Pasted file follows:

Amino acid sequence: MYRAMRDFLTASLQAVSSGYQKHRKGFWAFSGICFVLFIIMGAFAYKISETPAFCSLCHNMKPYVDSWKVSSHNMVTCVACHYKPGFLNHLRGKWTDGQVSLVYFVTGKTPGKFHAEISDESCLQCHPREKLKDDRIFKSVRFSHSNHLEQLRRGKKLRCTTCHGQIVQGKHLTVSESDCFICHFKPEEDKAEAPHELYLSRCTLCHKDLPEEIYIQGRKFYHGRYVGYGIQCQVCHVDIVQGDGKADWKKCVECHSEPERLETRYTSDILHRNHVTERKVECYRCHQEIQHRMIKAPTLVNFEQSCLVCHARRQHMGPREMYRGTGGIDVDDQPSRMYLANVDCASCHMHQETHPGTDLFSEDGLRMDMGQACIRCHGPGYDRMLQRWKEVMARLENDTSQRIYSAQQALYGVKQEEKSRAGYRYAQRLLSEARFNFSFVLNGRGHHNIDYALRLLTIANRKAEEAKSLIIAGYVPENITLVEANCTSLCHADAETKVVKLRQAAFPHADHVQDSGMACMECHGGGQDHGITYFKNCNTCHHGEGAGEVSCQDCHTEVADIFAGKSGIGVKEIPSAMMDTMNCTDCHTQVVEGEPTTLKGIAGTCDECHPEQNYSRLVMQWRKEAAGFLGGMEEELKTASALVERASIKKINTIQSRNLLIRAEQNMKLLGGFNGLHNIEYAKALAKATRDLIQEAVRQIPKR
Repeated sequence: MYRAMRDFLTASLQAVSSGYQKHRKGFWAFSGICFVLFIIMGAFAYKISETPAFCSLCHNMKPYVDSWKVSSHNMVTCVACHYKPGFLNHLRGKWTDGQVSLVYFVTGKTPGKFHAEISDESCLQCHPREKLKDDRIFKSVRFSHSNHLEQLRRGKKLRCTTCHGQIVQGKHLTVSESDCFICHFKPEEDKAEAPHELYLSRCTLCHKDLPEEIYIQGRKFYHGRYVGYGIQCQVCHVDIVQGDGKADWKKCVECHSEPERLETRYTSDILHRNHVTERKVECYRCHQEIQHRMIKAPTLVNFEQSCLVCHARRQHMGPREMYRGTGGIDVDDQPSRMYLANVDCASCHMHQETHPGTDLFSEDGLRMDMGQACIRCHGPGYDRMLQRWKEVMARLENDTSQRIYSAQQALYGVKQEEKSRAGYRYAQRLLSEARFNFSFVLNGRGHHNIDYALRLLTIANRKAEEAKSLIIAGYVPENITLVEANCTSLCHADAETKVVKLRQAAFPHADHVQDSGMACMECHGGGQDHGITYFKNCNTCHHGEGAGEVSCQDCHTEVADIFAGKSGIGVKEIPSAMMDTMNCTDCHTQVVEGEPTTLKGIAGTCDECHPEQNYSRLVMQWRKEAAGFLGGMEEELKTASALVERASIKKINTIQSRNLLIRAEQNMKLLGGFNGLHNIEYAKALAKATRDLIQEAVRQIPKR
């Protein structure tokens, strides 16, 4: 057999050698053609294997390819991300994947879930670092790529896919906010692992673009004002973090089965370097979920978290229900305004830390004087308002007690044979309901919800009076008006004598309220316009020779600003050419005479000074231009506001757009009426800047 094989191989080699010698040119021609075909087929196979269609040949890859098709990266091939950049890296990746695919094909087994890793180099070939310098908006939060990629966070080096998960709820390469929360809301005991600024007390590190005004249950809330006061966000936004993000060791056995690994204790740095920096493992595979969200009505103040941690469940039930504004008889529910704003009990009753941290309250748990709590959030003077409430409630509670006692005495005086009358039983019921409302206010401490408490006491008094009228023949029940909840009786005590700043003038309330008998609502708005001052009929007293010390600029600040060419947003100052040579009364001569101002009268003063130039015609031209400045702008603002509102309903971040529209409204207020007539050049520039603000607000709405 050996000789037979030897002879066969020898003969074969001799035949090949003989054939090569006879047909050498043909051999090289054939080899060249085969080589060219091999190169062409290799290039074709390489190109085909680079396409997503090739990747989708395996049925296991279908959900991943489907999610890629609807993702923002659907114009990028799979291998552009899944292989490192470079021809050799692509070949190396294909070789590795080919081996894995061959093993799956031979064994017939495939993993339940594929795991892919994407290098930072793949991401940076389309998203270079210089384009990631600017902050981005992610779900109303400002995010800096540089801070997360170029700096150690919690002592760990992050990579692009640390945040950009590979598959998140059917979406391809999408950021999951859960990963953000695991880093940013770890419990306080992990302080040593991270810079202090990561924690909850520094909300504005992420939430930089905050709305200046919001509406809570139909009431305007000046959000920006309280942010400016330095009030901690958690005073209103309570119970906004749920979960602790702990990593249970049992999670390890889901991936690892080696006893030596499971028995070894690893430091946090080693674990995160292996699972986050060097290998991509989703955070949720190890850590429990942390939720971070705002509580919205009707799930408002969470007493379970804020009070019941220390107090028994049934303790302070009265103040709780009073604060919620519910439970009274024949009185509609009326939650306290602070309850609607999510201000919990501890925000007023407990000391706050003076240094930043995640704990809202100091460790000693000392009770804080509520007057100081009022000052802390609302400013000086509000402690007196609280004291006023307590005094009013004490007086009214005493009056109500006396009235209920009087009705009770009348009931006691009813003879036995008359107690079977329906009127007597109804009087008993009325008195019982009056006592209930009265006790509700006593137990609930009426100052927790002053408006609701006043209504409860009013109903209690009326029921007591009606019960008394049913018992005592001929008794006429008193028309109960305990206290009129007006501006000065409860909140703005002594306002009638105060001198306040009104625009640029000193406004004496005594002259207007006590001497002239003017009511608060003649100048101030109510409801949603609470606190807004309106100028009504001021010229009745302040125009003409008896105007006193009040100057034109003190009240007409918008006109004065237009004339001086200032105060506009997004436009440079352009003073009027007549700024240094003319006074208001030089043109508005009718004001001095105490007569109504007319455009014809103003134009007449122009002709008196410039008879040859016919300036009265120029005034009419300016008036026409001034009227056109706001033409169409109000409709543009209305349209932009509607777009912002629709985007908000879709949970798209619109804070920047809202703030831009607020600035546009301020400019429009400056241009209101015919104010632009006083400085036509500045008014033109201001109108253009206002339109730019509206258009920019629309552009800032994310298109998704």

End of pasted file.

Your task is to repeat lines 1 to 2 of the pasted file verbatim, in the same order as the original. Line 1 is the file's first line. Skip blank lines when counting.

Amino acid sequence: MYRAMRDFLTASLQAVSSGYQKHRKGFWAFSGICFVLFIIMGAFAYKISETPAFCSLCHNMKPYVDSWKVSSHNMVTCVACHYKPGFLNHLRGKWTDGQVSLVYFVTGKTPGKFHAEISDESCLQCHPREKLKDDRIFKSVRFSHSNHLEQLRRGKKLRCTTCHGQIVQGKHLTVSESDCFICHFKPEEDKAEAPHELYLSRCTLCHKDLPEEIYIQGRKFYHGRYVGYGIQCQVCHVDIVQGDGKADWKKCVECHSEPERLETRYTSDILHRNHVTERKVECYRCHQEIQHRMIKAPTLVNFEQSCLVCHARRQHMGPREMYRGTGGIDVDDQPSRMYLANVDCASCHMHQETHPGTDLFSEDGLRMDMGQACIRCHGPGYDRMLQRWKEVMARLENDTSQRIYSAQQALYGVKQEEKSRAGYRYAQRLLSEARFNFSFVLNGRGHHNIDYALRLLTIANRKAEEAKSLIIAGYVPENITLVEANCTSLCHADAETKVVKLRQAAFPHADHVQDSGMACMECHGGGQDHGITYFKNCNTCHHGEGAGEVSCQDCHTEVADIFAGKSGIGVKEIPSAMMDTMNCTDCHTQVVEGEPTTLKGIAGTCDECHPEQNYSRLVMQWRKEAAGFLGGMEEELKTASALVERASIKKINTIQSRNLLIRAEQNMKLLGGFNGLHNIEYAKALAKATRDLIQEAVRQIPKR
Repeated sequence: MYRAMRDFLTASLQAVSSGYQKHRKGFWAFSGICFVLFIIMGAFAYKISETPAFCSLCHNMKPYVDSWKVSSHNMVTCVACHYKPGFLNHLRGKWTDGQVSLVYFVTGKTPGKFHAEISDESCLQCHPREKLKDDRIFKSVRFSHSNHLEQLRRGKKLRCTTCHGQIVQGKHLTVSESDCFICHFKPEEDKAEAPHELYLSRCTLCHKDLPEEIYIQGRKFYHGRYVGYGIQCQVCHVDIVQGDGKADWKKCVECHSEPERLETRYTSDILHRNHVTERKVECYRCHQEIQHRMIKAPTLVNFEQSCLVCHARRQHMGPREMYRGTGGIDVDDQPSRMYLANVDCASCHMHQETHPGTDLFSEDGLRMDMGQACIRCHGPGYDRMLQRWKEVMARLENDTSQRIYSAQQALYGVKQEEKSRAGYRYAQRLLSEARFNFSFVLNGRGHHNIDYALRLLTIANRKAEEAKSLIIAGYVPENITLVEANCTSLCHADAETKVVKLRQAAFPHADHVQDSGMACMECHGGGQDHGITYFKNCNTCHHGEGAGEVSCQDCHTEVADIFAGKSGIGVKEIPSAMMDTMNCTDCHTQVVEGEPTTLKGIAGTCDECHPEQNYSRLVMQWRKEAAGFLGGMEEELKTASALVERASIKKINTIQSRNLLIRAEQNMKLLGGFNGLHNIEYAKALAKATRDLIQEAVRQIPKR